Chanting "Education not deportation," a dozen marchers set off on foot from southwest Detroit's Clark Park Thursday morning, heading to Ann Arbor, where President Barack Obama spoke at Saturday's commencement.
By Friday, they felt like national celebrities when CNN listed one of the walkers, Dayanna (who doesn't give out her last name because she is undocumented) as one of "Friday's Intriguing People." The blog post about her described the march.
By Saturday, they were among the hundreds who demonstrated before the commencement ceremonies.
As the seven undocumented students and four other walkers left southwest Detroit's Clark Park, Jose Franco, a 22-year-old Detroit resident, literally wore his status on his T-shirt. It was emblazoned with the word "undocumented."
Brought by his mother to the United States from Mexico when he was 2, he has known no other country. He went to Detroit schools but says in high school he quit trying when he learned what being undocumented meant: Not having the papers and social security number needed for some university applications equaled no future in his mind.
"At the time, I didn't think I could even go to college," he says.
But then he learned about the DREAM Act — the Development, Relief and Education for Alien Minors Act. That's the bipartisan federal legislation that's been introduced in Congress five times, including this session. It would provide a path to citizenship for some young adults who came here undocumented — they prefer that term to the "illegal alien" label the anti-immigration lobby puts on them.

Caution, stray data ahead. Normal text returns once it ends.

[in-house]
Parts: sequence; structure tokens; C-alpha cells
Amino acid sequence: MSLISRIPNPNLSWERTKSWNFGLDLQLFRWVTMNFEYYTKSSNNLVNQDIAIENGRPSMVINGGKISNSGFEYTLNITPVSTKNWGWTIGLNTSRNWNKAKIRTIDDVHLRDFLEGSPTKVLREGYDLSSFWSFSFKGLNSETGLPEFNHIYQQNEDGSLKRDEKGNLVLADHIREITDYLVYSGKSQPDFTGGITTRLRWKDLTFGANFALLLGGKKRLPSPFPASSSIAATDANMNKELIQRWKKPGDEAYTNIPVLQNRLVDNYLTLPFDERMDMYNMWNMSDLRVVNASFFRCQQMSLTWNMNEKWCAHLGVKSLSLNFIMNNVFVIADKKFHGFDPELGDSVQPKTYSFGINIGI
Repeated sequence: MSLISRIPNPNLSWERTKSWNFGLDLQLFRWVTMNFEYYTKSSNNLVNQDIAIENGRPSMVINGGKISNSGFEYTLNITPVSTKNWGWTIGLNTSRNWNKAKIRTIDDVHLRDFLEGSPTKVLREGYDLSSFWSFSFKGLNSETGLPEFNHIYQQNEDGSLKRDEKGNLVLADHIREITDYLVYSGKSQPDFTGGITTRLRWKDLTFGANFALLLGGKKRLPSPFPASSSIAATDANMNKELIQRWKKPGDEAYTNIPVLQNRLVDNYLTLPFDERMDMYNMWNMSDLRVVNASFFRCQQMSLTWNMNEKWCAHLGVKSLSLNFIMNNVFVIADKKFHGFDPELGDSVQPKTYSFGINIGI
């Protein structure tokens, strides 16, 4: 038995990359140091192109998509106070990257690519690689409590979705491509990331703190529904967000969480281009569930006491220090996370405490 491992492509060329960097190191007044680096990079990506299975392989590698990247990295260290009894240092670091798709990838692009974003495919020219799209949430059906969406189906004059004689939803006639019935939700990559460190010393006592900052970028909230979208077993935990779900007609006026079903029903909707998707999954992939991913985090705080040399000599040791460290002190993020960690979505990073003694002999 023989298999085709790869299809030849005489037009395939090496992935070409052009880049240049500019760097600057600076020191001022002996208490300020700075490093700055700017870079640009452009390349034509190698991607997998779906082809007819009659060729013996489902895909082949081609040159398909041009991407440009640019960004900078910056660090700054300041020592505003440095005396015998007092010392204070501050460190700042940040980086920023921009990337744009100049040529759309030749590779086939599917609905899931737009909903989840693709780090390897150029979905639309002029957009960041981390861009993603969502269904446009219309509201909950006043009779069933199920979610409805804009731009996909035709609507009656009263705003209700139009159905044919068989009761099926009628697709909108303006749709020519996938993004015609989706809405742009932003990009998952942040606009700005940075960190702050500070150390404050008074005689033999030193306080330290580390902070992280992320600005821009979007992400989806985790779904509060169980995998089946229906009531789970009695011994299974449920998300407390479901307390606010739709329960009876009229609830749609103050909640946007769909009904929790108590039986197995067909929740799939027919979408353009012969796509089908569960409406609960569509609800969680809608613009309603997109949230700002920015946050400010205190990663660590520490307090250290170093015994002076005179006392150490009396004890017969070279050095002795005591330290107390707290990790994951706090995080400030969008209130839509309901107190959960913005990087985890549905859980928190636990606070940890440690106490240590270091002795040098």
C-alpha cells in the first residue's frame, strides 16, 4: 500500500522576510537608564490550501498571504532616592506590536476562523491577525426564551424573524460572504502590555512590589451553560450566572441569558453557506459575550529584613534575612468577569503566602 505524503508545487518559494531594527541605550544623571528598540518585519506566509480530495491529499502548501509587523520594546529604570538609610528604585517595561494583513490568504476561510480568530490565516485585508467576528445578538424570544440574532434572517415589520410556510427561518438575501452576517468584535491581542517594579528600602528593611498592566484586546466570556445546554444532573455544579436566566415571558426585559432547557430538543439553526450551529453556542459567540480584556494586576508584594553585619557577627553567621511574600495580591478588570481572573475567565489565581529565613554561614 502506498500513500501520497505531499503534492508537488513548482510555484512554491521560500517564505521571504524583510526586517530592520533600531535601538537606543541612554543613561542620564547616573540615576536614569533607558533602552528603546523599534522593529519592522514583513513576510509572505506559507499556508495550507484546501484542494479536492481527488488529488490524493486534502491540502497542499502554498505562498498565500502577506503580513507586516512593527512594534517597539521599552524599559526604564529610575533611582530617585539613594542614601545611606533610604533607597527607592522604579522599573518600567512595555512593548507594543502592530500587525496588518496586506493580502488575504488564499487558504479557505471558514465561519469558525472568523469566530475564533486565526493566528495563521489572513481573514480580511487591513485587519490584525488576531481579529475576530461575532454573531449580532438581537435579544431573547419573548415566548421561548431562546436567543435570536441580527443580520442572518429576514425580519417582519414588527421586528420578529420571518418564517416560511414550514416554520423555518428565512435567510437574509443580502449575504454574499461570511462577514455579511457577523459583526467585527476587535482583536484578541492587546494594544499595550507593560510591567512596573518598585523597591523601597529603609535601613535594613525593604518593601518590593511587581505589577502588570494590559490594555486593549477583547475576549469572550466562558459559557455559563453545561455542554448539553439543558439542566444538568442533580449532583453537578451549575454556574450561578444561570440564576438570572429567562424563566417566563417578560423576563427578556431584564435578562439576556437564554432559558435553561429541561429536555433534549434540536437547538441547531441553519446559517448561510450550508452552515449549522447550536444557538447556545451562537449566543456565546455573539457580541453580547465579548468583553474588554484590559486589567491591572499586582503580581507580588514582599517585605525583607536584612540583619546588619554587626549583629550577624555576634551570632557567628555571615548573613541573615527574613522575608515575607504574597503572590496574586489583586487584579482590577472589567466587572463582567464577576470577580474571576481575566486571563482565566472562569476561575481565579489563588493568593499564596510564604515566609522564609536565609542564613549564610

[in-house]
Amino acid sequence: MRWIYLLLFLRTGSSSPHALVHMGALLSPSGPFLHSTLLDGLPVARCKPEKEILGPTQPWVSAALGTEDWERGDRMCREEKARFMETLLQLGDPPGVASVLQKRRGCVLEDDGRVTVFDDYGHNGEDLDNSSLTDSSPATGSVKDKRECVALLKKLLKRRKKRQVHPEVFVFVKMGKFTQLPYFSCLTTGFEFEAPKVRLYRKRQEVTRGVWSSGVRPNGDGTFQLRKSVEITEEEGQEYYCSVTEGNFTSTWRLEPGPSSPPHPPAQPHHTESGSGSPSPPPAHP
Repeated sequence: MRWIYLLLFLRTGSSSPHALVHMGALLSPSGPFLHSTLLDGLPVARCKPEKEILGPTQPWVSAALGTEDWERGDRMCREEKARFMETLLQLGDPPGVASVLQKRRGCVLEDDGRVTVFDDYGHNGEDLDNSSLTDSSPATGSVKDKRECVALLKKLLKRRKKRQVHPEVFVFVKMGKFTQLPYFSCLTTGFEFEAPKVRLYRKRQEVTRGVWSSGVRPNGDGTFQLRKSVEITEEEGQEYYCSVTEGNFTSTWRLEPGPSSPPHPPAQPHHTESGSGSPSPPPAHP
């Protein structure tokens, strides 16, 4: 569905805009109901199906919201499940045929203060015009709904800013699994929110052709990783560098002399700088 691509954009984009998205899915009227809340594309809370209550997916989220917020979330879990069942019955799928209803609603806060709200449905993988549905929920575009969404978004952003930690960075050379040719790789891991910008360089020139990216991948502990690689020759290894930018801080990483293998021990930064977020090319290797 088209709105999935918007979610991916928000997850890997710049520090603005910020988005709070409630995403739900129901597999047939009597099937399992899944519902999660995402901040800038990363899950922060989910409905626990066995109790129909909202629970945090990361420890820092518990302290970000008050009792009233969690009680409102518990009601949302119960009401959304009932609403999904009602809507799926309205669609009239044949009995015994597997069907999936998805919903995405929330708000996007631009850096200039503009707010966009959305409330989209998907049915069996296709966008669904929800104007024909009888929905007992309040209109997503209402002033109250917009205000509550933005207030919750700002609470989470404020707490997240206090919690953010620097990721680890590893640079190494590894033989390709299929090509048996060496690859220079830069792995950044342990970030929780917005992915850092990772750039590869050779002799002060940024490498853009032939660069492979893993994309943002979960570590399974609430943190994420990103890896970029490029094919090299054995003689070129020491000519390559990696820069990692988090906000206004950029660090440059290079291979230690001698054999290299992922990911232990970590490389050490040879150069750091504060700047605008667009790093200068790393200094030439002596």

The act, which was supported by candidate Obama, is stalled in committee, but calls for its passage are growing from some quarters — including the group that made the 50-mile hike to Ann Arbor.
They completed their journey Saturday morning and met up with busloads of supporters from Detroit, Lansing and Grand Rapids, says Sam Nawrocki, one of the march's organizers from pro-immigration reform group One Michigan.
Albino Gutierrez, manager of Ez La Raza Radio, WHPR-FM 88.1 and WNZK-AM 680, walked with the group and did live updates.
Nawrocki, who drove a support vehicle, says the group gained support during the walk. "We had random people coming in cars, giving fruit — oranges, bananas. One man stopped and asked, 'What are you doing?' He came back with Gatorade," she says. "Having the community support really showed the point of getting the DREAM Act."News Hits is edited by Curt Guyette. Contact him at 313-202-8004 or [email protected]